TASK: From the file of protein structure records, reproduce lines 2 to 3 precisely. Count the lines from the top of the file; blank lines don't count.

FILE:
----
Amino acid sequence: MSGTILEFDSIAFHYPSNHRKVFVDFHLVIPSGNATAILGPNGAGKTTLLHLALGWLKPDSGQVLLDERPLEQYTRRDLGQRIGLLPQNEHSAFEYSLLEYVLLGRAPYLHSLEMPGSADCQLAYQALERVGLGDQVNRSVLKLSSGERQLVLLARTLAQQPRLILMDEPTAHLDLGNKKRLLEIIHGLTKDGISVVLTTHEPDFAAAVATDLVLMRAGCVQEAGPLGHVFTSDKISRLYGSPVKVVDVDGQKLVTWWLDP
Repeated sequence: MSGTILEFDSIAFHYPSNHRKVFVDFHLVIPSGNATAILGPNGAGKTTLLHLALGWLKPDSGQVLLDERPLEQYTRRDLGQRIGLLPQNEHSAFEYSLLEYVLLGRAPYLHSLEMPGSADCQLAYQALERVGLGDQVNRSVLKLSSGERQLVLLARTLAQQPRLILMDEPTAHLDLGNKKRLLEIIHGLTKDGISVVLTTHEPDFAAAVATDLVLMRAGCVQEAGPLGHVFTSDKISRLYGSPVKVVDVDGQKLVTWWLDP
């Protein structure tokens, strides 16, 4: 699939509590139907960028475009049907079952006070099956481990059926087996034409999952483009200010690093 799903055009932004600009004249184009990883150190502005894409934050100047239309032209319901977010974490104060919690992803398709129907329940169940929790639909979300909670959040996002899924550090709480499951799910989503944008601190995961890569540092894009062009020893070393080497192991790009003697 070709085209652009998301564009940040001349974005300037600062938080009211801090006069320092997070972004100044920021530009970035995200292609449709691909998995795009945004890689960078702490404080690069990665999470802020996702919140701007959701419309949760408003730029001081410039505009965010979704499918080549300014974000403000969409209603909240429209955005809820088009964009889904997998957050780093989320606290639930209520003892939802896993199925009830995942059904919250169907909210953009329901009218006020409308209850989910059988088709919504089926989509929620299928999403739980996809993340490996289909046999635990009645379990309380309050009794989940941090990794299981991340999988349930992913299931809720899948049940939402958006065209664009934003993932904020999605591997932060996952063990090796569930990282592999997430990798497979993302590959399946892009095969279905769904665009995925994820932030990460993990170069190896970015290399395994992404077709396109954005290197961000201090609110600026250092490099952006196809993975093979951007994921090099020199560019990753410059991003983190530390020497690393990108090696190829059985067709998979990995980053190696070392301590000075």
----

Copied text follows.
Repeated sequence: MSGTILEFDSIAFHYPSNHRKVFVDFHLVIPSGNATAILGPNGAGKTTLLHLALGWLKPDSGQVLLDERPLEQYTRRDLGQRIGLLPQNEHSAFEYSLLEYVLLGRAPYLHSLEMPGSADCQLAYQALERVGLGDQVNRSVLKLSSGERQLVLLARTLAQQPRLILMDEPTAHLDLGNKKRLLEIIHGLTKDGISVVLTTHEPDFAAAVATDLVLMRAGCVQEAGPLGHVFTSDKISRLYGSPVKVVDVDGQKLVTWWLDP
């Protein structure tokens, strides 16, 4: 699939509590139907960028475009049907079952006070099956481990059926087996034409999952483009200010690093 799903055009932004600009004249184009990883150190502005894409934050100047239309032209319901977010974490104060919690992803398709129907329940169940929790639909979300909670959040996002899924550090709480499951799910989503944008601190995961890569540092894009062009020893070393080497192991790009003697 070709085209652009998301564009940040001349974005300037600062938080009211801090006069320092997070972004100044920021530009970035995200292609449709691909998995795009945004890689960078702490404080690069990665999470802020996702919140701007959701419309949760408003730029001081410039505009965010979704499918080549300014974000403000969409209603909240429209955005809820088009964009889904997998957050780093989320606290639930209520003892939802896993199925009830995942059904919250169907909210953009329901009218006020409308209850989910059988088709919504089926989509929620299928999403739980996809993340490996289909046999635990009645379990309380309050009794989940941090990794299981991340999988349930992913299931809720899948049940939402958006065209664009934003993932904020999605591997932060996952063990090796569930990282592999997430990798497979993302590959399946892009095969279905769904665009995925994820932030990460993990170069190896970015290399395994992404077709396109954005290197961000201090609110600026250092490099952006196809993975093979951007994921090099020199560019990753410059991003983190530390020497690393990108090696190829059985067709998979990995980053190696070392301590000075």